Tajikistan Travel Guide
Out of all the former Soviet republics in Central Asia that gained independence following the collapse of the USSR, poor little Tajikistan seemingly has had the roughest go of it in the ensuring years.
While other republics were marshalling their resources and preparing for life after Mother Russia, certain factions within Tajikistan took advantage of the chaos and uncertainty following independence, waging a civil war that raged for five years until the shots ceased in 1997.
This unfortunate conflict that left Tajikistan as one of Central Asia’s poorest countries, though things are starting to change, as geopolitics have put the region on the map since the beginning of the war in Afghanistan in 2001, and as the nascent tourism industry begins to take advantage of the immense natural beauty that is present in this largely unknown corner of the world.
With mountains that soar to heights of almost 7,500 metres (24,590 feet), and half the countries’ land mass lying above 3,000 metres above sea level (9,800 feet), Tajikistan is a mountain junkie’s paradise. Adding to its appeal is its historical position on the Silk Road, with ruins and relics left behind long after its heyday in the Medieval Ages.
With the lack of mainstream knowledge of this country outside of Central Asia, Tajikistan presents an opportunity for today’s adventure traveler in the modern age. Seize it!
Currency: Tajik Somoni
Languages: Tajik, Russian
What To Do
Once you complete an epic travel day to reach Dushanbe, one of the harder national capitals to reach in the world (consistent daily connections can only be made through Moscow), make arrangements to see one of the countries’ best fortifications, Fort Hissar. Located just outside the city limits, has a wealth of historical relics waiting to be explored. From the first arrival at the impressive stone gate, you will know that you are in a special place. Serving as home to a deputy of the emir in this region in the days of the Silk Road, it used to feature a pool and gardens in the courtyard. Today, these don’t exist, but you will find mosques, mausoleums, and a museum with over 3,000 artifacts for your review.
Before leaving Dushanbe, check out Shakhmansur Bazaar, a colourful market where every day Tajiks buy their daily bread, fruits and meats, along with an assortment of tools. This is no tourist market, but the locals will nevertheless attempt to overcharge you, seeing you as rich Westerners, so learn the true price of things from a friendly local before heading out to the bazaar and bargain hard!
Departing the capital make an effort to scope out the ruins of old Penjikent, a city on the Silk Road that has not stood the test of time as well as other settlements, due to its choice of construction materials (clay brick doesn’t do well over the eons, it seems). Being worked on by archeologists since 1947, it is the most thoroughly studied ruins complex on the Silk Road by far.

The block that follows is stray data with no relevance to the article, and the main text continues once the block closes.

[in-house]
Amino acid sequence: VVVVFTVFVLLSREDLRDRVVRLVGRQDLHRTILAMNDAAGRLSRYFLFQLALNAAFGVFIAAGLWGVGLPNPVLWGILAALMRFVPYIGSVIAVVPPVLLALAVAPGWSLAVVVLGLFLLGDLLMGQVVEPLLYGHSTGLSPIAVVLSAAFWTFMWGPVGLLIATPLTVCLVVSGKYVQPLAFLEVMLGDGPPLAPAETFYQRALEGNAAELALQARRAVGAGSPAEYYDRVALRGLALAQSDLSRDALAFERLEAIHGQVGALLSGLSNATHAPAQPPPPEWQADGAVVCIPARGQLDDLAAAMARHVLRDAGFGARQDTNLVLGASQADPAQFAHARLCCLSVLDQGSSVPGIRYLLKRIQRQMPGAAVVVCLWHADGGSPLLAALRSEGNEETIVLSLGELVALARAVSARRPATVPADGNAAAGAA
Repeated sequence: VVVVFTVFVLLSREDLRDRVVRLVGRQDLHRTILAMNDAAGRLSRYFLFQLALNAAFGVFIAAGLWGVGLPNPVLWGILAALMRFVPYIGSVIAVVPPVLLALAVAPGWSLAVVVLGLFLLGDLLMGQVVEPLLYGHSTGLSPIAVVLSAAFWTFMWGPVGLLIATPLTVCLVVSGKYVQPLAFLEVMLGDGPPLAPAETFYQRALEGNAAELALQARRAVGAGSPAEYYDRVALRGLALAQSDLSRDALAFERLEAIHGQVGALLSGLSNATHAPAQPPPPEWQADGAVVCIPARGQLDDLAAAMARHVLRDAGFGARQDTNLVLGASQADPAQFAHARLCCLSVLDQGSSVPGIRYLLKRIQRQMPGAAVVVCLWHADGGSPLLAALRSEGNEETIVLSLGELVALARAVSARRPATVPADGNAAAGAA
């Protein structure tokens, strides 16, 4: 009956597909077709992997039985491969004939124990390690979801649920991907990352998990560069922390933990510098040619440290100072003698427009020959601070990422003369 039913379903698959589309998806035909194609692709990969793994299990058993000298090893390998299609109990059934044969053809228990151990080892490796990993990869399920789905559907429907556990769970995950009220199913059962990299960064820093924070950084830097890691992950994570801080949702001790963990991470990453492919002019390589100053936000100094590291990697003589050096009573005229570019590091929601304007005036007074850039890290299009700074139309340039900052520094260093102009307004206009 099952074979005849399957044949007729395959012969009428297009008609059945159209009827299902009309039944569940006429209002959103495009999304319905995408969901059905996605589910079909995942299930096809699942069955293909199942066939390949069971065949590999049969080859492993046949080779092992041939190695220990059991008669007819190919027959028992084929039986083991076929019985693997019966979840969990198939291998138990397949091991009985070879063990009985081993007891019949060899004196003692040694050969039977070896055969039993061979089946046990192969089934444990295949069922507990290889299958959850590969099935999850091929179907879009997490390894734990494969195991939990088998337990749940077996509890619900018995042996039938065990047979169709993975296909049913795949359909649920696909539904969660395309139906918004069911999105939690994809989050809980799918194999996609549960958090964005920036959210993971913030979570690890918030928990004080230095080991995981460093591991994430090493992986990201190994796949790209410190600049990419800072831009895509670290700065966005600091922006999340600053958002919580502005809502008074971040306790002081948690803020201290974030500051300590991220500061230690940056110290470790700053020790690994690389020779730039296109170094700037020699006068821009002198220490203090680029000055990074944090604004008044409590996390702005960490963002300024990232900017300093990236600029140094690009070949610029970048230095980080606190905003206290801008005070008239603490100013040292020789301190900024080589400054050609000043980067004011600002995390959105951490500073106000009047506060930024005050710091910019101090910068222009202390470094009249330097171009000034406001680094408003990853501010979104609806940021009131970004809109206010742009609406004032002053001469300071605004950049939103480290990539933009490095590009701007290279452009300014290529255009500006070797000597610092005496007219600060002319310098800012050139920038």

Taking a tour with the on-site museum’s director is highly recommended, as he will point out details that you will almost certainly miss, and take you through what remains of the fortifications, residences and mausoleums of this ancient place. Also nearby is Kainar Ato spring, which reportedly didn’t exist until Ali, the descendant of the prophet Mohammed, prayed to make some dangerous snakes disappear, and when they did, a life-giving spring was left in its place.
With the cultural aspects of this trip out of the way, it’s time to get high … in the mountains that is! The Pamir Mountains dominate the skyline in a country dominated by mountains, making them a must see for those that are physically active. Go slow and take great pains to acclimatize to the altitude, as ascending too quickly will cause altitude sickness in those too rash to be patient. Once your body has adjusted to the thin air, go for a trek along the many high mountain lakes, go backcountry skiing if you are skilled enough to do so, or simply watch for wildlife like the Marco Polo Sheep, and revel in the silence here between encounters.
Finally, after all that tramping about in the mountains, sometime in Tajikistan’s health spas may do you a world of good. These facilities are designed to treat a variety of ailments, and with excellent restaurants and stunning mountain views to pair with your treatments, you’ll be feeling as right as rain in no time!
What To Eat
As with other Central Asian countries (like Uzbekistan), Plov is a well-loved dish that is also enjoyed here, containing rice, meat and carrots, among other ingredients. Be sure to try some here if you haven’t on your other stops through Central Asia.
As for dishes that are unique to Tajikistan, Qurutob ranks as the meal that Tajiks indulge in most frequently. A veggie friendly dish, it is made by pouring a cheese sauce over flatbread, then topping that with fried onions and other vegetables. The communal meal is eaten with one’s hands, so don’t afraid to dig in!
Shashlik, like in many other South Asian and Middle Eastern nations, is a meat and vegetable dish that is grilled on skewers over a charcoal fire. It is often quite juicy and tender, making it a welcome meal to consume after a long day on the trail.
Finally, there is nothing like Tushbera Soup to warm you up on a chilly day in the Tajik highlands. This hearty offering contains pasta shells filled with meat, making it like ravioli, which a delightful thing to find in your bowl after a hard day of travel!
This is the most comprehensive travel guide for Tajikistan I have read in a while, Samuel! I haven’t tasted anything from there cuisine so I would love to explore this astonishing place and taste their food. When’s the best time of the year to explore Tajikistan?
going to tajik .
can i just rock up in dushanbe , sort a tour from capital – pamirs – capital or best to pre book ? .
any advise would be great .